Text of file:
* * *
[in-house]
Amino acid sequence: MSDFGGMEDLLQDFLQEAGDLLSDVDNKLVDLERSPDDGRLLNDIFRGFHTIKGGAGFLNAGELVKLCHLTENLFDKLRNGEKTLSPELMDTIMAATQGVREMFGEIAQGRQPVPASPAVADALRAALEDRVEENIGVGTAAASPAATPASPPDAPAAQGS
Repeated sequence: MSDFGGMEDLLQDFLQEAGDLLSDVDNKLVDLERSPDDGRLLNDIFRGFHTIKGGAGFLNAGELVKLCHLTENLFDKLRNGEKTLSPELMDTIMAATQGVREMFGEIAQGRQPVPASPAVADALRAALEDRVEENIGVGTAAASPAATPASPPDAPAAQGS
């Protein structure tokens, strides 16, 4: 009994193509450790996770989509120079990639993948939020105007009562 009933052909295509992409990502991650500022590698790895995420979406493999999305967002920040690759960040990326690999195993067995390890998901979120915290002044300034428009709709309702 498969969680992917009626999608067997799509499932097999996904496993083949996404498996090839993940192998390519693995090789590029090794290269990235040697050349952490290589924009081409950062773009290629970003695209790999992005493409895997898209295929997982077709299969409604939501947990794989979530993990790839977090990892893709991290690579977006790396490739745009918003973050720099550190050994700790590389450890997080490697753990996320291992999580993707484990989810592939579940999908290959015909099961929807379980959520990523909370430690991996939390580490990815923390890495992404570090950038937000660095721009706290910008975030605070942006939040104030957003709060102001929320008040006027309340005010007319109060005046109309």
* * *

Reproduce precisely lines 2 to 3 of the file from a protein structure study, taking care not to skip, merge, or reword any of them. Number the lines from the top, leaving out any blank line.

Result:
Amino acid sequence: MSDFGGMEDLLQDFLQEAGDLLSDVDNKLVDLERSPDDGRLLNDIFRGFHTIKGGAGFLNAGELVKLCHLTENLFDKLRNGEKTLSPELMDTIMAATQGVREMFGEIAQGRQPVPASPAVADALRAALEDRVEENIGVGTAAASPAATPASPPDAPAAQGS
Repeated sequence: MSDFGGMEDLLQDFLQEAGDLLSDVDNKLVDLERSPDDGRLLNDIFRGFHTIKGGAGFLNAGELVKLCHLTENLFDKLRNGEKTLSPELMDTIMAATQGVREMFGEIAQGRQPVPASPAVADALRAALEDRVEENIGVGTAAASPAATPASPPDAPAAQGS